Greetings from My Cave

 June 25, 2010- Six more months until Christmas…

From a wedding to a film festival to… another stay at Stanford Hospital. Is this another example of Stenzel “crash and burn?”  I am now in an isolation room in Stanford experiencing my own private honeymoon and spa- WTF. I came down with a sore throat last Friday that turned into a gushing runny nose by Sunday. Like most compliant lung transplant recipients, this means a trip to the Emergency room for a nasal swab to see if the cold could possibly be due to 2 viruses that are particularly dangerous to lung transplants: respiratory syncitial virus (RSV) and parainfluenza. Well, I had a hunch I had one of those because the head cold became dreadfully horrible within 24 hours. I received a call mid-day  at work on Monday stating that the results did show parainfluenza and that I have to come in for five days of inhaled anti-viral medication, ribavirin, and one parainfluenza immunoglobulin IV (which costs $10,000 per dose). Shoot me now, Blue Cross. I know they hate me.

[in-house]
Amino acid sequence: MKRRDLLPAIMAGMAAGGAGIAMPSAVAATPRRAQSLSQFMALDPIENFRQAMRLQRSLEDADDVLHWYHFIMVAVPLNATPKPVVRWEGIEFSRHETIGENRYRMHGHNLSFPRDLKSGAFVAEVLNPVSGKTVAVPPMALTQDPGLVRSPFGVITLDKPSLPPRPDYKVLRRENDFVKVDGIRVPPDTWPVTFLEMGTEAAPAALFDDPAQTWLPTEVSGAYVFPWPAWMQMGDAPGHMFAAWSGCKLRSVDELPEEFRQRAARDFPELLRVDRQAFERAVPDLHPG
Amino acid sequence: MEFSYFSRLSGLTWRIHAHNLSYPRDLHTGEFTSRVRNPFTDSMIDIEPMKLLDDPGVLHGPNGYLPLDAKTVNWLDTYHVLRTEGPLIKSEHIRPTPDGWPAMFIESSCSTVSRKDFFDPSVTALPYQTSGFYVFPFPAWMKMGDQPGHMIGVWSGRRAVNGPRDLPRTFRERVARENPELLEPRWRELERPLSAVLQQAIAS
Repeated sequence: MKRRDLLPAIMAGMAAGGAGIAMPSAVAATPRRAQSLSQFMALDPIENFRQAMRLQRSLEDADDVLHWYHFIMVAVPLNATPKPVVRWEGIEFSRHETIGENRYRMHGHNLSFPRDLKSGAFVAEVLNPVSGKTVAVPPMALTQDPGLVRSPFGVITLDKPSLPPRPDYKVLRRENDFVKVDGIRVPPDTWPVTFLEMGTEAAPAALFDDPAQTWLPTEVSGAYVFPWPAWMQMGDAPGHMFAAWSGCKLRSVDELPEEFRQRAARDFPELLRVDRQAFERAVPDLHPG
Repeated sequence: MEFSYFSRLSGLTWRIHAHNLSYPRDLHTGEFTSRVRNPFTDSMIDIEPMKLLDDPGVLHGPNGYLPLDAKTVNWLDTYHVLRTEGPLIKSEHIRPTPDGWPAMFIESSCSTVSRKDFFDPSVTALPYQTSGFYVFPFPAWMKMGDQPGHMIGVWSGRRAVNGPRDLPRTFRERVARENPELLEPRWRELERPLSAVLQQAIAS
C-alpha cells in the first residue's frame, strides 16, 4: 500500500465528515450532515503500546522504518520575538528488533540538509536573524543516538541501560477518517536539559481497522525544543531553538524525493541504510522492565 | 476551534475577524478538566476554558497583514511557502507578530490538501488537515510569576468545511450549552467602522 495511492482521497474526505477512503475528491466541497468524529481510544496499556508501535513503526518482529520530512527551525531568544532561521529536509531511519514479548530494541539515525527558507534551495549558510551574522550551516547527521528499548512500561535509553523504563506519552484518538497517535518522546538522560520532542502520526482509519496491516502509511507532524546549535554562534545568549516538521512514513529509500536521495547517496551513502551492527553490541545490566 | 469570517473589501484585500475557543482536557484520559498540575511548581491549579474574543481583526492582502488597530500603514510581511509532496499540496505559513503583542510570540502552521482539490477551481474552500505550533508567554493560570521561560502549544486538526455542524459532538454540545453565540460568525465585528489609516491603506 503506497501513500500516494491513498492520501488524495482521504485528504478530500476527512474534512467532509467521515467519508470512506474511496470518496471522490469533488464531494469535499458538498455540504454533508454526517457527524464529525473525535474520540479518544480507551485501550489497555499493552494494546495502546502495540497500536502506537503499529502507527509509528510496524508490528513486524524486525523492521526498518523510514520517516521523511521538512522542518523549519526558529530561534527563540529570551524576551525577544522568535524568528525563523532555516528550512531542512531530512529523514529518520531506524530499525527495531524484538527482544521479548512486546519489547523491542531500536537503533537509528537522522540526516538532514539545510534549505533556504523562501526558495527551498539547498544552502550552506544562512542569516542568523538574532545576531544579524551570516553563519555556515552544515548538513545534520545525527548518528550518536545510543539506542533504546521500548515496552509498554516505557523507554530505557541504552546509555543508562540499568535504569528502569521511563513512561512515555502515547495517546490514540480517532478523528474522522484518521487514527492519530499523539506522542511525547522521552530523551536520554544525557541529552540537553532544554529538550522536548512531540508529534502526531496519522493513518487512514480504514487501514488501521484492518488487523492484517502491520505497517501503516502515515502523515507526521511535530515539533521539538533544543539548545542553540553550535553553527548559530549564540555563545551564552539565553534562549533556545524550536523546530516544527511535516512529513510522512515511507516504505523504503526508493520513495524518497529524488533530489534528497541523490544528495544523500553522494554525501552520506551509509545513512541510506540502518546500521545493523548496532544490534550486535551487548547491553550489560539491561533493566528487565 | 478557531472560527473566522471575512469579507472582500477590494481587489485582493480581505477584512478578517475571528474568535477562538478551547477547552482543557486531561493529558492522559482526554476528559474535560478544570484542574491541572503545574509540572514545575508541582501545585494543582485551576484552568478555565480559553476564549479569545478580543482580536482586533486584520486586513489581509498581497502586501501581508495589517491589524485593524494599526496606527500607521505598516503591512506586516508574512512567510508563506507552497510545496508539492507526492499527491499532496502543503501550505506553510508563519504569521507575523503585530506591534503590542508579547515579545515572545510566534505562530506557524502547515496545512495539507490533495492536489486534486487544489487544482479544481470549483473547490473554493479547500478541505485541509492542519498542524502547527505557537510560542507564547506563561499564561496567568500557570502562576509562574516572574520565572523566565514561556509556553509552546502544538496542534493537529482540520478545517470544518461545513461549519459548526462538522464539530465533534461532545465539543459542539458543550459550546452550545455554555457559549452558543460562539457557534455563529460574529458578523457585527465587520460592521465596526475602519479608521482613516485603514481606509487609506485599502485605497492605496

Ribavirin is administered six hours a day by mask under a plastic 2’ x 2’ square tent over my head. It is aerosolized by a machine called a SPAG, or “small particle aerosol generator”. There are tubes all over the machine. One finds its way to my mask to deliver the medication, another is a suction into the tent, and another is a filter, and another is a mist that delivers moisture into the tent.